Income share agreements (ISAs), while not widespread, have crept into the financing mix for some colleges and universities. This form of financing is designed as an alternative to loans like Federal Parent PLUS loans and private education loans.

ISAs may be attractive if parent borrowers are ineligible for Parent PLUS Loans and private student loans are cost prohibitive. For those with a broader menu of financial aid choices, ISAs are compelling for a limited set of circumstances unless they are designed to offer lower-cost financing.

Federal Loans First

Federal student loans are almost always less expensive than income-share agreements. Students should exhaust eligibility for federal student loans before considering an ISA.

Most ISAs are designed to be comparable to the total cost of a Parent PLUS Loan. However, the actual cost of an ISA is dependent upon future earnings and may end up being more or less expensive than standard loan choices if income deviates sharply from what is expected.

A Parent PLUS Loan, if available, is usually a superior alternative to an ISA because it contains an embedded option for income-driven repayment in addition to more traditional level payment options. Low-income borrowers can reduce payments to 20% of discretionary income and have a portion of the loan forgiven after 25 years in repayment. Parent PLUS loan borrowers retain the flexibility to transfer the risk of lower future earnings to the lender while avoiding the possibility of paying substantially more than expected if their earnings are high.

ISAs make more sense when Parent PLUS Loans aren’t available due to an adverse credit history.

Mind the Cap

The most important term of an ISA is the maximum aggregate payment amount. Without a payment cap, a student’s payment liability would be theoretically unlimited!

This cap is typically expressed as a multiple of the total funding provided to the student. Most programs set the limit at 2x the amount of funding awarded.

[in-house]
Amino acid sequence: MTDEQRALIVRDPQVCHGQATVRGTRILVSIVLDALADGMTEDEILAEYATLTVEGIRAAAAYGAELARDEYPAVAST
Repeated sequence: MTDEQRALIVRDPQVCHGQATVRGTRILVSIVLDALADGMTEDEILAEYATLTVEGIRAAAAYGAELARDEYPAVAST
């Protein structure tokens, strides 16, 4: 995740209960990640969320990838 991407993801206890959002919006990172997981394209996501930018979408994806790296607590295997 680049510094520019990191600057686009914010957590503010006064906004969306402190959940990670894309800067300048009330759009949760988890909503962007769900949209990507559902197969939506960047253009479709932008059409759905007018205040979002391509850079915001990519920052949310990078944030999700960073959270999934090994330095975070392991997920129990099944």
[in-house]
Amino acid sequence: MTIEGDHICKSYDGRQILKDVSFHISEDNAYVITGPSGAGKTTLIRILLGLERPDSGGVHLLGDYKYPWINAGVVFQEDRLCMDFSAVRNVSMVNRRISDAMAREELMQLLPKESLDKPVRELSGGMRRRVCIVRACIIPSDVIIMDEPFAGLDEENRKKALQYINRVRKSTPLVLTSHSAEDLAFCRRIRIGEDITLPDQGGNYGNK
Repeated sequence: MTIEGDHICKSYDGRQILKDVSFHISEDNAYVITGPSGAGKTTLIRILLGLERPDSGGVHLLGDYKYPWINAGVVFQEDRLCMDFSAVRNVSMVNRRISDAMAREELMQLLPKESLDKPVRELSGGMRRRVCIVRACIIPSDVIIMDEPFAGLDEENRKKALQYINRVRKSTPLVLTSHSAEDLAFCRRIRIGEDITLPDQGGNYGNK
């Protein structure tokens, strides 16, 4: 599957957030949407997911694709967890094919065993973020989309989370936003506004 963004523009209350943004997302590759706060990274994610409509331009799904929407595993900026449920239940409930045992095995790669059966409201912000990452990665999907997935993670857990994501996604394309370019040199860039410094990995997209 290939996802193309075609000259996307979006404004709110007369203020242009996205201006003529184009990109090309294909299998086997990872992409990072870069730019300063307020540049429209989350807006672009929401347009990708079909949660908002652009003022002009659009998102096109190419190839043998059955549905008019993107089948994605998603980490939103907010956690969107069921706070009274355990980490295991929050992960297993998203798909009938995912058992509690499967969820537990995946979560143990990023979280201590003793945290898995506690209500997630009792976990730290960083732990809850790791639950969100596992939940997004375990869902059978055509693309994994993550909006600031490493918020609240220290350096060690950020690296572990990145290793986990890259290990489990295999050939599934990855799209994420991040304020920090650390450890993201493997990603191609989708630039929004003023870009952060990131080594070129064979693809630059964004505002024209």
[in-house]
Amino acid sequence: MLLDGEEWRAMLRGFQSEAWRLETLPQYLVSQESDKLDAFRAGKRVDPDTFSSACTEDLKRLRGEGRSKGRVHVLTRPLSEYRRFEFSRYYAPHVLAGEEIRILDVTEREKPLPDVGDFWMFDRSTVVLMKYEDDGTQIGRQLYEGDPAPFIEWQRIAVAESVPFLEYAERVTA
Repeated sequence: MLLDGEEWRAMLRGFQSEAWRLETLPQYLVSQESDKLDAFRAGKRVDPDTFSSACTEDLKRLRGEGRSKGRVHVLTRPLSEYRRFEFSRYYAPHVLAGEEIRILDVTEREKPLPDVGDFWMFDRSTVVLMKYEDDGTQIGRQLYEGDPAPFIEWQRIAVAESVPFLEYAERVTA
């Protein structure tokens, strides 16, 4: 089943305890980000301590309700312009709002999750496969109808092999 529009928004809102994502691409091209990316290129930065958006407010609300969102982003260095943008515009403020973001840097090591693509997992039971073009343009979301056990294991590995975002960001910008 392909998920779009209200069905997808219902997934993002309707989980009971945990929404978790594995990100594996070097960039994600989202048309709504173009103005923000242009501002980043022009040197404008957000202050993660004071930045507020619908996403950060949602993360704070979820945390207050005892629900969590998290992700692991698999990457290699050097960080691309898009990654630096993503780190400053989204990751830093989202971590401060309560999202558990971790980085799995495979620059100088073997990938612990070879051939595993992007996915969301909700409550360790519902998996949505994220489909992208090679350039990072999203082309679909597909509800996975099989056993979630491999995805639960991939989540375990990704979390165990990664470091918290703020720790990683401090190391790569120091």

This level of payment is comparable to what would be owed on a no-fee private student loan with a 10% interest rate and a10-year level repayment term or a 6% interest rate and 20-year term. This assumes an average of 32 months during the in-school and grace period, with accrued but unpaid interest capitalized once at repayment.

Purdue University’s Back-a-Boiler ISA program is a notable exception with a cap equal to 2.5x total funding. At the other end of the spectrum, Colorado Mountain College’s Fund Sueños ISA program has a cap equal to the funding provided. Purdue’s program is backed by private investors while the Fund Sueños program is a philanthropic initiative.

If the student believes they have the potential to earn far more than expected, an ISA is unattractive — particularly if the payment cap exceeds 2x.

But, a payment cap closer to 1.5x or less makes an ISA a risk worth taking for most students. Total student loan payments typically exceed that multiple if the repayment period is a standard ten years and the interest rate is 5.6% or higher.

Some ISAs base the cap on a multiple of income, not the amount received. That could significantly increase the total payments, so watch out for such sneakiness.

How Far Away is Graduation?

Most ISA programs change the income share percentage and payment period based on the year in school. Income share percentages tend to be higher the further away a student is from graduation. And payment periods tend to be longer. The result is the expected total cost of an ISA is higher for a sophomore than for a senior.

On the flipside, there is usually less risk for the sophomore that the total payment under the ISA will be substantially higher than expected due to the payment cap (which is the same for all ISAs in a given program). It is also less likely the ISA will exceed the cost of a private loan if graduation is a few years away — especially if the payment cap is set at 2x or less. If graduation is far off and a Parent PLUS loan is not an option, an ISA may be compelling.